Yale Daily News

This week, the Yale Review launched their first in-person Spring Literary Festival since the start of the COVID-19 pandemic.

The festival — a three-day event consisting of panels, book talks and readings — began on Wednesday afternoon, with a roundtable discussion titled “Reading in an Age of Crisis.” Meghan O’Rourke, editor of the Yale Review, moderated the discussion between Garth Greenwell, Emily Bernard and Kathryn Lofton, acting Dean of the Faculty of Arts and Sciences. The panelists discussed their recent works as well as their experiences of art in both public and private spaces. 

“Each of our three panelists have written essays that really speak to one another,” O’Rourke told the News. “They’re all really interested in the idea of loving art, being heartbroken by art’s limitations, or by limitations within ourselves as teachers, writers and thinkers. And it’s just so exciting to put them in conversation with one another.”

O’Rourke emphasized the panelists’ formidable essay-writing skills and invited them to discuss some of their recent publications.

Bernard — professor of English at the University of Vermont and frequent contributor to the Yale Review — spoke about her recent book “Black is the Body,” and her celebrated essay “Teaching the N-Word”. 

Both Greenwell, a fiction writer and essayist, and Lofton, a scholar of religion and American history, discussed their essays published in the most recent edition of the Yale Review. Greenwell’s essay is titled “A Moral Education,” and Lofton’s is called “Cancel Culture and Other Myths.”

O’Rourke kicked off the roundtable by directing the question of privacy versus publicity to the panelists, asking them to comment on their experiences both as private readers and as public teachers and critics of literature.

“On one hand there is the private experience of reading and privately falling in love with a given  piece of literature,” O’Rourke said. “But at the same time, that private experience is juxtaposed against a larger world of public ideas. In a sense, a magazine is quite like a classroom; it is a space where private reading meets public exchange and conversation.”

Greenwell was the first to chime in on Wednesda’s talk to discuss what he believes to be a dissolution of the boundary between the private and the public in recent years. Greenwell also reflected on his experiences engaging with problematic literature and literature that produces negative feelings.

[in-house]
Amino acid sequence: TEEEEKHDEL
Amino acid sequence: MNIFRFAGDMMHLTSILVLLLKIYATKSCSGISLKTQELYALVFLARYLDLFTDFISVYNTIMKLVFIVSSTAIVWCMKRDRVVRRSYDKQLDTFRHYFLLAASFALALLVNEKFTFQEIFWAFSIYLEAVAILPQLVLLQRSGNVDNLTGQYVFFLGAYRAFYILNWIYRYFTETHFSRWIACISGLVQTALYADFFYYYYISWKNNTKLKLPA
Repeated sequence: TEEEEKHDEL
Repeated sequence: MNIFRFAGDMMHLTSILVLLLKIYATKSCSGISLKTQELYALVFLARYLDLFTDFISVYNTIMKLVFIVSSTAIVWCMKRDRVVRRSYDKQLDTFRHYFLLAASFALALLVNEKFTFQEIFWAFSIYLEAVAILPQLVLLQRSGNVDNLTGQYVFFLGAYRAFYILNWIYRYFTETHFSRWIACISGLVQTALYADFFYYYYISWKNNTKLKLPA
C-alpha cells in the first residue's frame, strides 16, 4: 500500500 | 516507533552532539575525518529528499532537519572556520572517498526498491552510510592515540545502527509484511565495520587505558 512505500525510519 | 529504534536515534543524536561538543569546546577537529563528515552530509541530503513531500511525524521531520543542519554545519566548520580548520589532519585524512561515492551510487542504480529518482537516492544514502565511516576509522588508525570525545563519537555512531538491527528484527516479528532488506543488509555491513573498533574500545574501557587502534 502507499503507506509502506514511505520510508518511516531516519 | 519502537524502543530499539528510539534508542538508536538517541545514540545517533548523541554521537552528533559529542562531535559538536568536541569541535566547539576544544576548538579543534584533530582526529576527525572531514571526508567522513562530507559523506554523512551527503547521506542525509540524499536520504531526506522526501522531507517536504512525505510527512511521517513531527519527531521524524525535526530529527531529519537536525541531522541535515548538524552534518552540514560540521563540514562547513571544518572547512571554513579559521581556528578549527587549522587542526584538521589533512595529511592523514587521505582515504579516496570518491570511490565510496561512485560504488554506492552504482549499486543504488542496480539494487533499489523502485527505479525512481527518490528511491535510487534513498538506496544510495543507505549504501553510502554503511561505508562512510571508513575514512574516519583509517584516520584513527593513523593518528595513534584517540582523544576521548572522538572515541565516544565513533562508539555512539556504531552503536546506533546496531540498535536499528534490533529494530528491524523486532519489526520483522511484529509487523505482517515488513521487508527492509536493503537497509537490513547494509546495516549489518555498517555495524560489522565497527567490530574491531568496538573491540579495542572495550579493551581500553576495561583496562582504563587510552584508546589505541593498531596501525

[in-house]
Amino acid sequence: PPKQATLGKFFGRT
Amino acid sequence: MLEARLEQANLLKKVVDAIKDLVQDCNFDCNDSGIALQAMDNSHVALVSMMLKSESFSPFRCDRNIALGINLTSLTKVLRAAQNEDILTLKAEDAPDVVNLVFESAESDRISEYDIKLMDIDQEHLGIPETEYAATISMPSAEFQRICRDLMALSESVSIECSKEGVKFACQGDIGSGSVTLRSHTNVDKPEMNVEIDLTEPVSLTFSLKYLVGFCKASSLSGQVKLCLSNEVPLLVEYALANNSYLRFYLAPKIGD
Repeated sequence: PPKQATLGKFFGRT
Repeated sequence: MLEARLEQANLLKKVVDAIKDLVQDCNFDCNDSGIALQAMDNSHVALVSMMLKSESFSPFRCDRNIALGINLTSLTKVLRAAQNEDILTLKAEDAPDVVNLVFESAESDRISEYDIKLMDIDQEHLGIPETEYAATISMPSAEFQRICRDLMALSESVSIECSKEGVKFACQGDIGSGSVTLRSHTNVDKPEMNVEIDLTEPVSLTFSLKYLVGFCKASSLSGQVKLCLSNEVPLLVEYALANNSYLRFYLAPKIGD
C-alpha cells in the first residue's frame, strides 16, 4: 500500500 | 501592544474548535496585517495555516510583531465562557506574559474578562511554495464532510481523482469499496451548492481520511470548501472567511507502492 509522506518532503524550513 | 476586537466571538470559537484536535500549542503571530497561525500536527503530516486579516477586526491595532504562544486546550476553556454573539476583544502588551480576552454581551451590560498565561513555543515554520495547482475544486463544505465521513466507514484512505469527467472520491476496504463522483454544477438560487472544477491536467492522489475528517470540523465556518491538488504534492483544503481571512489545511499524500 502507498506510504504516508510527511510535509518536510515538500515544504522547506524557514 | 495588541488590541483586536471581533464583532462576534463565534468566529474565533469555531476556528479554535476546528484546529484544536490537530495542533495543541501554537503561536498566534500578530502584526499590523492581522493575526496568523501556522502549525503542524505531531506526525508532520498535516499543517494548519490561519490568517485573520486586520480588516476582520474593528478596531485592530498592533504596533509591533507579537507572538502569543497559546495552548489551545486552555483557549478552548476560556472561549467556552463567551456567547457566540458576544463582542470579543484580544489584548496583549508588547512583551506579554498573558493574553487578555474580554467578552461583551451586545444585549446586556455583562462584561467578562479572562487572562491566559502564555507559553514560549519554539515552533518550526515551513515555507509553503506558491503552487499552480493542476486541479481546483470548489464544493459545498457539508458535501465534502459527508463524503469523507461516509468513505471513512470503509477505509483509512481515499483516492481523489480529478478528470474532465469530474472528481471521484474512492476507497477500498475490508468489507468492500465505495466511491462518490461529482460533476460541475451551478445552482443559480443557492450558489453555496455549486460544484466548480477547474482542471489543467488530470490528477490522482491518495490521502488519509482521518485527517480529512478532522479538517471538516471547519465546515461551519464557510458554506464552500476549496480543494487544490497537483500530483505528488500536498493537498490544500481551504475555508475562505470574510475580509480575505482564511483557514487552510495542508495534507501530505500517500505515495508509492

“As a culture, we have become very intolerant of bad feelings,” Greenwell said. “When we feel them, we want to just push them away or weaponize them, rather than dwelling with them and thinking slowly, and I worry that social media is not conducive to dwelling with your feelings. That is something, I think, that has to happen in private.”

Bernard spoke about her experience engaging with her audience as a teacher and published writer. She recalled a time she discussed her essay “Teaching the N-word” with a reader who interpreted it in a way different than she had intended.

“He was my perfect reader, the one I didn’t see coming,” Bernard said. “He showed me something about how my words can belong to him. Those are always the [experiences] I find the most compelling and I learn the most from, when I realize that my story is only one of many stories.”

The event wrapped up with a discussion of how publicly teaching and writing affects and changes the private experience of reading.

The panelists reflected on the lifelong process of reading and commented on the way advanced age and career status has led them to rely on private reading as a space for pleasure.

“The more I have become a steward of other people’s voices in the work of teaching and administering, I find I just look for a space where I don’t have to worry about any surveillance,” Lofton said. 

As such, Lofton joked, her favorite genres for private reading are “cheesy” celebrity biographies and romance fiction.

In addition to Wednesday’s roundtable, the Spring Festival also features a reading with Greenwell and Maggie Millner on Thursday and a craft talk with Millner on Friday.

This year’s festival, O’Rourke explained, serves as a sort of pilot, since the only other edition of the festival was held in 2019, directly before the start of the pandemic. In the future, the Yale Review hopes to build up literary programming, host more speakers, and conduct interactive workshops with students, O’Rourke said.

“At the Review, our tagline is, ‘Join a conversation that’s 200 years in the making,’” O’Rourke said. “We all experience books as thinkers and readers, and this panel and this festival epitomizes the kind of work that we’re trying to do.”

The Yale Review is the country’s oldest literary magazine, founded in 1819.


Molly Reinmann covers Admissions, Financial Aid & Alumni for the News. Originally from Westchester, New York, she is a sophomore in Berkeley College majoring in American Studies.